Bill’s discussion of the premeditation in chapter 4 of A Guide to the Good Life: The Ancient Art of Stoic Joy actually predates Don’s, but it deviates in a number of respects from Stoicism proper (as do other aspects of his book, for instance his attempt to turn the dichotomy of control into a trichotomy, rightly criticized by Don as destroying Stoicism).
Bill too begins by quoting Seneca:
He robs present ills of their power who has perceived their coming beforehand. (To Marcia, IX.5)
Bill, somewhat surprisingly, connects the premeditatio to the phenomenon of hedonic adaptation studied by psychologists Shane Frederick and George Loewenstein. Consider someone who wins the lottery. Initially, the event is greeted with exhilaration, but then people -- studies show -- quickly adapt to the new situation, returning to their previous, more or less “set” point of happiness. Bill, correctly, claims that a key to long lasting happiness is to forestall the process of hedonic adaptation, by acting in a way that prevents us from taking certain things, like hot showers and warm meals, for granted.
This, however, seems to me to have to do more with self-deprivation exercises than with the premeditatio. Consider Seneca:
Set aside a certain number of days, during which you shall be content with the scantiest and cheapest fare, with coarse and rough dress, saying to yourself the while: ‘Is this the condition that I feared?’ (Letters XVIII.5)
I hold it essential, therefore, to do as I have told you in a letter that great men have often done: to reserve a few days in which we may prepare ourselves for real poverty by means of fancied poverty. (Letters XX.13)
Even Bill quotes this passage:
We should love all of our dear ones … but always with the thought that we have no promise that we may keep them forever—nay, no promise even that we may keep them for long. (Seneca, To Marcia, IX.2, X.3)
which is not really about premeditating adversity in the sense described in the previous section, that is, in order to be mentally prepared when things go wrong (compare Meditations II.1 above), but is instead an exercise in gratitude and an invitation to focus on the here and now.
Bill goes further afield when he mentions that, if we have trouble visualizing adversity, perhaps it will be easier if we remind ourselves of other people’s adversity, reflecting on the fact that those things could just as easily happen to us. While there is textual evidence for this approach, again it doesn’t really seem to be about preparing oneself for a bad turn of events, but more a way to keep things in perspective and not complain that the universe is after us, specifically. Consider this, from Epictetus:
When somebody’s wife or child dies, to a man we all routinely say, ‘Well, that’s part of life.’ But if one of our own family is involved, then right away it’s ‘Poor, poor me!’ We would do better to remember how we react when a similar loss afflicts others. (Enchiridion 26)
Bill, however, is correct when he stresses that there is a difference between contemplating adversity and worrying about it. Contemplation, he continues, is an exercise in detachment, while worrying is an emotional state. I will return to this distinction later.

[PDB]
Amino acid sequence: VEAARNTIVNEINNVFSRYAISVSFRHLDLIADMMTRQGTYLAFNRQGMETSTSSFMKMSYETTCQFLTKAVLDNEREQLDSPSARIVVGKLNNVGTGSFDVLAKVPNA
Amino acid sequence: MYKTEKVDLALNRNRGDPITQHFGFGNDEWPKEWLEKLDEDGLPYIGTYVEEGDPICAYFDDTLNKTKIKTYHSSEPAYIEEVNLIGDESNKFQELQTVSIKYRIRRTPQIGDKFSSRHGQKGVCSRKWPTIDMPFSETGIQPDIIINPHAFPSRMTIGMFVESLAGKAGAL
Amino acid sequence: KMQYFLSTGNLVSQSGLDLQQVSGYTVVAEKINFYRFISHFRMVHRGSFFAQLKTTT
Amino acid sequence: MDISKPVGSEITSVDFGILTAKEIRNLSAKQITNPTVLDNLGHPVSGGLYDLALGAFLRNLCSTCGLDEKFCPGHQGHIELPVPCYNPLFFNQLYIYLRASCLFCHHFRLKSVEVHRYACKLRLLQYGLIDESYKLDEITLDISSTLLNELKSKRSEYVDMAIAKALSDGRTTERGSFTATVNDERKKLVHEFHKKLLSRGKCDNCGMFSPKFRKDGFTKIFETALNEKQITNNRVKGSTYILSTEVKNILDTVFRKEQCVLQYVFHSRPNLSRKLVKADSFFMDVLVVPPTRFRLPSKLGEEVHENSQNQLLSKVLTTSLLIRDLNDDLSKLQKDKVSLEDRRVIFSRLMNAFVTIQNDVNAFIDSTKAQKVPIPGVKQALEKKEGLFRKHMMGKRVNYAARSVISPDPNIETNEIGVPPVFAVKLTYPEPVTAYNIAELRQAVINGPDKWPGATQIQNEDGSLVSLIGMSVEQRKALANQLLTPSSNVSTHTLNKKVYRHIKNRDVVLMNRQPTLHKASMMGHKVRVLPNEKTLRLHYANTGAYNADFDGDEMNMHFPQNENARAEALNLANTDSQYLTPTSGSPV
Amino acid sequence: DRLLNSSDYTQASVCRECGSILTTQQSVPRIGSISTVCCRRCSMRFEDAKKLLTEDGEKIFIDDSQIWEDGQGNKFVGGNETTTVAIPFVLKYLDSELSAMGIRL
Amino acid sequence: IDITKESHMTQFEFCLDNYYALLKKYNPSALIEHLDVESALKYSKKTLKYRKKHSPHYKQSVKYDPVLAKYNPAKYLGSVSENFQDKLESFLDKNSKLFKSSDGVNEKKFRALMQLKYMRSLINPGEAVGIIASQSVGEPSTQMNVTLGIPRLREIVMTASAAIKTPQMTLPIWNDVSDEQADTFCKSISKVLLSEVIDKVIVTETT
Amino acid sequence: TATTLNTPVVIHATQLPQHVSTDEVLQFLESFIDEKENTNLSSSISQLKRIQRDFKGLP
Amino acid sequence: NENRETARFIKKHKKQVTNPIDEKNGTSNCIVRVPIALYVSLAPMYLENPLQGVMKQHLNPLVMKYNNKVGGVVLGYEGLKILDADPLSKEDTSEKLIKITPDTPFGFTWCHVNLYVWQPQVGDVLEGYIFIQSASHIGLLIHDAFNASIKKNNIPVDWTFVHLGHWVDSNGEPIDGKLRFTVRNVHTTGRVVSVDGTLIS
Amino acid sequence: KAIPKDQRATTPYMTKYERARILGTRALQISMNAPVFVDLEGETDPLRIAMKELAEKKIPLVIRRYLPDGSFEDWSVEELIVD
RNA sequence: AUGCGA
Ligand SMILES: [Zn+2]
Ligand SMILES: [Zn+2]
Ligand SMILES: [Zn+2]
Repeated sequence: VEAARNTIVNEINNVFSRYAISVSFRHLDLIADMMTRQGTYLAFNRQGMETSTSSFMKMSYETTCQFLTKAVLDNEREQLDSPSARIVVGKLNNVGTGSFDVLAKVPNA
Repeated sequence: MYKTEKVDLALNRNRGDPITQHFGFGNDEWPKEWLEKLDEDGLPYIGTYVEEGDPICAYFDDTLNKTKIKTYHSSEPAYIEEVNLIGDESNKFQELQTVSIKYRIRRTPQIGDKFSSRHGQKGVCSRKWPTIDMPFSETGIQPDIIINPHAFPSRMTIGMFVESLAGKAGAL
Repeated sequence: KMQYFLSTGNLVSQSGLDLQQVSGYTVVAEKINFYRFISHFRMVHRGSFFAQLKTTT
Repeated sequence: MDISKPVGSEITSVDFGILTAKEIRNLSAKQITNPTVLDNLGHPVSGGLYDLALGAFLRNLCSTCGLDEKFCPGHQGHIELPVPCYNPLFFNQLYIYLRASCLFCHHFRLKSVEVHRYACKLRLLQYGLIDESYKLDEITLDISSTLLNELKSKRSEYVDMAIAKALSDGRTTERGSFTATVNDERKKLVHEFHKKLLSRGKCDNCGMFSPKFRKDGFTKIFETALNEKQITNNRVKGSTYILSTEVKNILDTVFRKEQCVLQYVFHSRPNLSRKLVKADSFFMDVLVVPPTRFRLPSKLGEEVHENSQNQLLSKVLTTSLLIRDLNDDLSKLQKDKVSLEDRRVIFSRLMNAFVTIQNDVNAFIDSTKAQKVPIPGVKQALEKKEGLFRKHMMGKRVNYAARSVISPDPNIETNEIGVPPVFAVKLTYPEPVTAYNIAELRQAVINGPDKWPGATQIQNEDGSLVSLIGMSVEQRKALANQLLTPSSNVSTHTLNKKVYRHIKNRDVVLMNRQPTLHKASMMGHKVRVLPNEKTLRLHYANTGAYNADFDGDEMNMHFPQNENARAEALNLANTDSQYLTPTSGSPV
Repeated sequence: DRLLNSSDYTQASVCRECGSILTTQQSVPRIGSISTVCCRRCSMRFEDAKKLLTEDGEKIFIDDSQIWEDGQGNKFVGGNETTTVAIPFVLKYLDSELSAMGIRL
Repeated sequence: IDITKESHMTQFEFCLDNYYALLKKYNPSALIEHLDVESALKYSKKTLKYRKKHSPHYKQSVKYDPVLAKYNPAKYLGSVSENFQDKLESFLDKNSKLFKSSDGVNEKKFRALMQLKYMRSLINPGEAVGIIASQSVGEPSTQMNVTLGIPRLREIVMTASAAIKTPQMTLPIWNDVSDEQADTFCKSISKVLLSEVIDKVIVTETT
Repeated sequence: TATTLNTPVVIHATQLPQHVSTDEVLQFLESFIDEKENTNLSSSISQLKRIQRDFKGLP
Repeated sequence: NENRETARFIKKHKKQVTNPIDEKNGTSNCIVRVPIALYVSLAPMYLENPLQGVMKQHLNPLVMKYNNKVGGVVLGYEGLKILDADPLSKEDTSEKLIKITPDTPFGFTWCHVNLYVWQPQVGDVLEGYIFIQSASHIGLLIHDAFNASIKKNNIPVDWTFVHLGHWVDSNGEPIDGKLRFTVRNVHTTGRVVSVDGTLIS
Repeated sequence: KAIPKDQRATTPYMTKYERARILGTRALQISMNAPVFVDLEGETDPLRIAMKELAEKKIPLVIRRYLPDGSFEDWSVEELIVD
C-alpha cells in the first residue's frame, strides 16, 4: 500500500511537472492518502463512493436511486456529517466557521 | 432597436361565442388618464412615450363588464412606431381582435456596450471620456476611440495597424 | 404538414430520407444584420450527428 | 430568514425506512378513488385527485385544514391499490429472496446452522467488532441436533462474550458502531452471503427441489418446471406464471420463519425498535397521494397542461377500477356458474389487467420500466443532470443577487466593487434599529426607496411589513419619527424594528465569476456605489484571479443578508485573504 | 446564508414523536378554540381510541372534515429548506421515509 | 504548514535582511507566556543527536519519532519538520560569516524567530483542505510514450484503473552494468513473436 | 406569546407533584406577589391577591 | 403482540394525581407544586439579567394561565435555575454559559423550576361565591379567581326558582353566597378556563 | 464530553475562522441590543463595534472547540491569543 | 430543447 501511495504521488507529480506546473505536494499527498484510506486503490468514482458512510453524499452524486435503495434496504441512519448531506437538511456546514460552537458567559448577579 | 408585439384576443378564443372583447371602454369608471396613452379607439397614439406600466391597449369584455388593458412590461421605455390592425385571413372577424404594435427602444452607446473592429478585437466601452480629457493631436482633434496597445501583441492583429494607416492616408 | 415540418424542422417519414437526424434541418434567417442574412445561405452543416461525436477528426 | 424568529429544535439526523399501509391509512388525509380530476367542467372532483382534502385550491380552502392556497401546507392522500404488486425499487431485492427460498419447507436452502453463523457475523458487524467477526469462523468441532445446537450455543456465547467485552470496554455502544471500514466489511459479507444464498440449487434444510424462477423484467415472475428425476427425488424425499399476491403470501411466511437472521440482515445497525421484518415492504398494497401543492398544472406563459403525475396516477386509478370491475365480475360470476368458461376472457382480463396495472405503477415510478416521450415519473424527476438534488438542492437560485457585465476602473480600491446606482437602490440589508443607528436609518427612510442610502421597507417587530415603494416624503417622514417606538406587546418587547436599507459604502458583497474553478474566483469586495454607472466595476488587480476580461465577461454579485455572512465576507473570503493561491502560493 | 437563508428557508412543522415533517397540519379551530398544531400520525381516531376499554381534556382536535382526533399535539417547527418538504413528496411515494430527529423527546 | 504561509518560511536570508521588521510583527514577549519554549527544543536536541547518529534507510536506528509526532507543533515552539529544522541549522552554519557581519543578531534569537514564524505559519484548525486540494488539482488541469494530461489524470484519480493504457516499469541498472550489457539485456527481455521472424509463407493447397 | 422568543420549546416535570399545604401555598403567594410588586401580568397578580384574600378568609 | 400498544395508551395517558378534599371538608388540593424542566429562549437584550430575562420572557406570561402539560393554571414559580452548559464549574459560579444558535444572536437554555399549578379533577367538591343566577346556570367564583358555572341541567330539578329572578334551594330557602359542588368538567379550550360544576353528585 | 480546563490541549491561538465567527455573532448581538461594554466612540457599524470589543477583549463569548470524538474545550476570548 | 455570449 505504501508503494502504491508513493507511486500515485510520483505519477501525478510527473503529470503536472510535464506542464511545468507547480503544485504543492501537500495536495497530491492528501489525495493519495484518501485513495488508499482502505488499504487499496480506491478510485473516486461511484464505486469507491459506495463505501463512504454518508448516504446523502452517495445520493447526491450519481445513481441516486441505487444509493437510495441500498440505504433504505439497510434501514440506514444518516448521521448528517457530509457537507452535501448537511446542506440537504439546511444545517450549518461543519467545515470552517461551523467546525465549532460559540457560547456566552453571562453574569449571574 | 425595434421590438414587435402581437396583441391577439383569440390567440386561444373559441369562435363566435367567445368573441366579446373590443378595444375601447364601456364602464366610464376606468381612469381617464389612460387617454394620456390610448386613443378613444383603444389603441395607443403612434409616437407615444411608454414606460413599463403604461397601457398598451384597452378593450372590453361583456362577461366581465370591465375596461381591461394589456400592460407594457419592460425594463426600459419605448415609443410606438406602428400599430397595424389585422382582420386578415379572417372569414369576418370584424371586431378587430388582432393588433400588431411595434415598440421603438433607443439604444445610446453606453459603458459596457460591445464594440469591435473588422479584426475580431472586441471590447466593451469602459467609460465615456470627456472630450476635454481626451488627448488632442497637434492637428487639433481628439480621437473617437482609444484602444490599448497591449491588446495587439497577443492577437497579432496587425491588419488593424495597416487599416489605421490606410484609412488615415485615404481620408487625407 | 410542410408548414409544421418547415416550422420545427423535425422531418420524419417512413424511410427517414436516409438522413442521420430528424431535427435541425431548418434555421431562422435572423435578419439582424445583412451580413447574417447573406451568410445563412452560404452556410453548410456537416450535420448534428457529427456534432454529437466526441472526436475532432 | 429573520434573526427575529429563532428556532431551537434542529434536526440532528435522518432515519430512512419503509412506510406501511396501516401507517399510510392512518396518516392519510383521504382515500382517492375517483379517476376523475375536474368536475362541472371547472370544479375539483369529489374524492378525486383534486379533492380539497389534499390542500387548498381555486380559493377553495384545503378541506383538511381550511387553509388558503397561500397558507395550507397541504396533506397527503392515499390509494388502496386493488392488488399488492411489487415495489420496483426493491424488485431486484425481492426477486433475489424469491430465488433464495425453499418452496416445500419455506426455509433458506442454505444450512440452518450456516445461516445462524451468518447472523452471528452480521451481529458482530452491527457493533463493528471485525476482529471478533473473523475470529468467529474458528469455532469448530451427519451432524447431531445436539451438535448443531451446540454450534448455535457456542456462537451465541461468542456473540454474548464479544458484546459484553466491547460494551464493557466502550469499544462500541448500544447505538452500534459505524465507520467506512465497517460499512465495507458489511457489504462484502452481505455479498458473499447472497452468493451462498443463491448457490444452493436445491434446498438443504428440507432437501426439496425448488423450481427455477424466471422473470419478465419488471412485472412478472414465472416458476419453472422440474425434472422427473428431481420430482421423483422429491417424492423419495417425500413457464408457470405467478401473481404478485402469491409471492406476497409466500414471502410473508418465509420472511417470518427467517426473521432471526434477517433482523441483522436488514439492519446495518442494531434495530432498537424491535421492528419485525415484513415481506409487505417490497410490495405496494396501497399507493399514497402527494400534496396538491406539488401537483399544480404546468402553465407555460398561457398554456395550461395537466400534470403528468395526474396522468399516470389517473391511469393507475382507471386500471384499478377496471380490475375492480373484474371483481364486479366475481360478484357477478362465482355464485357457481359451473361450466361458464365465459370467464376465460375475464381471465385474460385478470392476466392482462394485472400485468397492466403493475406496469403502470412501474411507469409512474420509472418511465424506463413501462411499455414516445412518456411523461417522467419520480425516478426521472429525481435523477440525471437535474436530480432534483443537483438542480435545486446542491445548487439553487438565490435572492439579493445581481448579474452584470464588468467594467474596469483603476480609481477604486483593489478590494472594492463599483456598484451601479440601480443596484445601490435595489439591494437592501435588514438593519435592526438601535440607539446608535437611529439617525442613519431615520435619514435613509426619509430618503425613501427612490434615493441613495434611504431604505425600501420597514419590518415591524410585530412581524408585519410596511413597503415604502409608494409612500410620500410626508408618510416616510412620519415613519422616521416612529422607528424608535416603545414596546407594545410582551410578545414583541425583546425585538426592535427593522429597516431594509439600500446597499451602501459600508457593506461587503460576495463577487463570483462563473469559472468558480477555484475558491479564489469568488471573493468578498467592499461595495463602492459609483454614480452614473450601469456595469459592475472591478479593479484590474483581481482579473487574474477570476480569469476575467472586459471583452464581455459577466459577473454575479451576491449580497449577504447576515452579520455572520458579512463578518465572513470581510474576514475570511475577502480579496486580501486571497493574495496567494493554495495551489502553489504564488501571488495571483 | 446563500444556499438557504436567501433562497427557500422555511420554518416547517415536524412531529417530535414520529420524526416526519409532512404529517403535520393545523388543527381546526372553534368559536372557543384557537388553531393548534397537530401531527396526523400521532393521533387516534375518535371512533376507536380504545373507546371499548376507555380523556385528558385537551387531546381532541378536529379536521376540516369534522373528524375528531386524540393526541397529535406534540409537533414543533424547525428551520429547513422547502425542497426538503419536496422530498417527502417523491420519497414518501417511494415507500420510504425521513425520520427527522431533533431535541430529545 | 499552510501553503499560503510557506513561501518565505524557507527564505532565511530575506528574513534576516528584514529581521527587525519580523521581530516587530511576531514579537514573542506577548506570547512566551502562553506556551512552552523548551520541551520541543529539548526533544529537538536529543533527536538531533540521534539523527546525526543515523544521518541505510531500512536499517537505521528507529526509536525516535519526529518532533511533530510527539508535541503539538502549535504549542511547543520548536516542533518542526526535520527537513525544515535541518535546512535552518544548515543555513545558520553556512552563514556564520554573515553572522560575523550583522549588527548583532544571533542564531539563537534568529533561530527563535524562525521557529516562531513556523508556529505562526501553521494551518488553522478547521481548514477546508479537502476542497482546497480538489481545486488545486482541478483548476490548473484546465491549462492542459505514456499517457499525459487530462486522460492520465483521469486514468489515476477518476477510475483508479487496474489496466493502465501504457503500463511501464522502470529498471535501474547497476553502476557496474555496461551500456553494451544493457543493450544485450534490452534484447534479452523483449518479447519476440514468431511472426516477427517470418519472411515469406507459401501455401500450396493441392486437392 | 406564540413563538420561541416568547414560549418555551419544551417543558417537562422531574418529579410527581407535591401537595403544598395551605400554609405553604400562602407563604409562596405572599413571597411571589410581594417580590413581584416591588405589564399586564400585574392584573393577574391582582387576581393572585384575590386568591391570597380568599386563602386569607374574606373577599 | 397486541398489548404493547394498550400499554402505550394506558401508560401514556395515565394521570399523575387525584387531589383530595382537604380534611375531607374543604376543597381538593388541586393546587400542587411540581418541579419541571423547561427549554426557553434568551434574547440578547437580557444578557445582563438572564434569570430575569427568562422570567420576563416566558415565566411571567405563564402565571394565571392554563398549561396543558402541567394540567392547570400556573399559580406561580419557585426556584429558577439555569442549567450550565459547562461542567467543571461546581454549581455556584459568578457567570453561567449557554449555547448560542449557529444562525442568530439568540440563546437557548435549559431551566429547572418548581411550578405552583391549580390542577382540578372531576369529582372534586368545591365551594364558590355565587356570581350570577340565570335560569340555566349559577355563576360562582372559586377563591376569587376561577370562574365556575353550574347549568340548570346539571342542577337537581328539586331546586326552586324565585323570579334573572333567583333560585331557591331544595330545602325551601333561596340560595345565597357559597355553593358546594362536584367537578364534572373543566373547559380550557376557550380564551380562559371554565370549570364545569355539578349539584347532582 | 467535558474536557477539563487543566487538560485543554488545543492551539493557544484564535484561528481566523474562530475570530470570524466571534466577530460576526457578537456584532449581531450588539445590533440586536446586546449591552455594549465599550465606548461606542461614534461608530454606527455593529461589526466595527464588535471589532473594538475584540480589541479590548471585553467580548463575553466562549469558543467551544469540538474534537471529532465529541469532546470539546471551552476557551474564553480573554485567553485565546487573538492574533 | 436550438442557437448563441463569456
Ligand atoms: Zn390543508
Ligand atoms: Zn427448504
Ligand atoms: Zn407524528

He also refers to the contemplation of the impermanence of things in the world (“panta rhei,” would say Heraclitus), as in several passages in the Meditations, for instance:
Perhaps the desire of the thing called fame torments you. See how soon everything is forgotten, and look at the chaos of infinite time on each side of the present, and the emptiness of applause, and the fickleness and lack of judgment in those who pretend to give praise, and the narrowness of its domain, and be quiet at last. (Meditations IV.3)
But this is again a different exercise, with a different scope, another way to gain perspective and remind ourselves why our apparently mighty struggles are but a moment in time and a speck of dust in space. Not really the same thing, or purpose, as the premeditatio.
II. Why premeditate, if we should focus on the here and now?
But wait a minute, you may have been thinking all along. Isn’t there a bit of a tension between the notion of premeditating about adversity (or, more broadly, as Seneca suggests in Letters LXXVIII.29, any delivery from Fortuna, positive or negative) and the oft-repeated Stoic advice to focus on the here and now, ignoring both the past and the present on the ground that they are not under our control?
Will you not understand that no man should be tormented by the future? ... Souls that enjoy being sick and that seize upon excuses for sorrow are saddened by events long past and effaced from the records. Past and future are both absent; we feel neither of them. But there can be no pain except as the result of what you feel. (Seneca, Letters LXXIV.34)
Two elements must therefore be rooted out once for all – the fear of future suffering, and the recollection of past suffering; since the latter no longer concerns me, and the former concerns me not yet. (Letters LXXVIII.14)
I don’t think there is a contradiction here. Let me explain by way of analogy with another Stoic technique, the evening philosophical diary. Seneca explains how to do it in some detail: